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    We all know about moderation in salt. There is salt and sugar in all packaged I have been recommended to use iodized salt due to thyroid issues,

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    Deli meats are a no-no, yes, because of their vast salt and sat fat. But, if replacing them with roast chicken, as suggested, roast your own! (Packaged roast chicken is also high in salt, as are the hot roast chickens sold by supermarkets. If you don’t believe the last bit, compare the taste of a supermarket roast chicken with the meat from a home-roasted chook).

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    Cooking sprouts? That would destroy all the nutrients produced by sprouting! I grow my own sprouts and consider it the easiest food to grow.

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    Potatoes are good for you, so don’t see why they are on the list, and you should always grow your own sprouts.

  7. 0
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    Don’t really like sprouts, love radishes, and deli meats I’m always cautious about… got my own gardens and the tomatoes and spinach are doing well with bucketed water… a little bok choi, a few carrots, a few radishes… three types of tomatoes.. I grow them every year from seed from the year before.. acclimatised and they are strong in stem etc.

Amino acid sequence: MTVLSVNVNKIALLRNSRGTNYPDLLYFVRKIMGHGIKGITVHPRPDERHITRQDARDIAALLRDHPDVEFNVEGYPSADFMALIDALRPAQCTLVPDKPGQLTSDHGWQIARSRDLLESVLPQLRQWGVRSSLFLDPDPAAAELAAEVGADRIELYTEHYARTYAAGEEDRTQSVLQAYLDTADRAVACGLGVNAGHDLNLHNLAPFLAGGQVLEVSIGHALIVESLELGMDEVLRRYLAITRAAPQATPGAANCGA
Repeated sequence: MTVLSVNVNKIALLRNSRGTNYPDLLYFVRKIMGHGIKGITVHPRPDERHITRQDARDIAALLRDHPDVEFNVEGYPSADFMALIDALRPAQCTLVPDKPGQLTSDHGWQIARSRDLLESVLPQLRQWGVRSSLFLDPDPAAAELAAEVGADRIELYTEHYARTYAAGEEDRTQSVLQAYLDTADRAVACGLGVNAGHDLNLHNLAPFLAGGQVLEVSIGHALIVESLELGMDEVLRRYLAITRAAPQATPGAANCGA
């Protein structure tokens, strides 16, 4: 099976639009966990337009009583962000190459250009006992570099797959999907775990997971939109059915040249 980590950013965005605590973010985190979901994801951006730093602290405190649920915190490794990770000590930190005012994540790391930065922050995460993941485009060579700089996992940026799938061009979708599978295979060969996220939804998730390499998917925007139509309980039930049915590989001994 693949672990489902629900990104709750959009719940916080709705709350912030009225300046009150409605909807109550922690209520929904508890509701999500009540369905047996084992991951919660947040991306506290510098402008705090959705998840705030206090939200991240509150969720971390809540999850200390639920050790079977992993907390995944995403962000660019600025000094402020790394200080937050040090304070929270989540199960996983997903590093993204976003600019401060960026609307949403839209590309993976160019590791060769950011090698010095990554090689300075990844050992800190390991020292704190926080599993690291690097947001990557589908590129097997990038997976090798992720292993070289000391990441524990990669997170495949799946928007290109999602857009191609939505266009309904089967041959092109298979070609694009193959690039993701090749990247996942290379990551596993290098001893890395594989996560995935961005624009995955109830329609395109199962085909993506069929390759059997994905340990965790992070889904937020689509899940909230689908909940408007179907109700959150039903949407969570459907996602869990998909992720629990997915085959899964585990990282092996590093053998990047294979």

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    When I was young potato chips were packed with a small quantity of salt wrapped in blue paper and you could add as much as desired. Now chips come so laden with salt my family and I spend ages trying to brush it off. Perhaps Smiths or a similar company could start to produce chips in the old fashioned style, so we could still enjoy them minus so much salt.

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      The reason they put so much salt in, is because it is cheap and adds to the weight of the packet, so you get less potato chips for your money. Not good to have fried and dried food like this anyway, make your own fresh chips in one of those air dryers, better for you.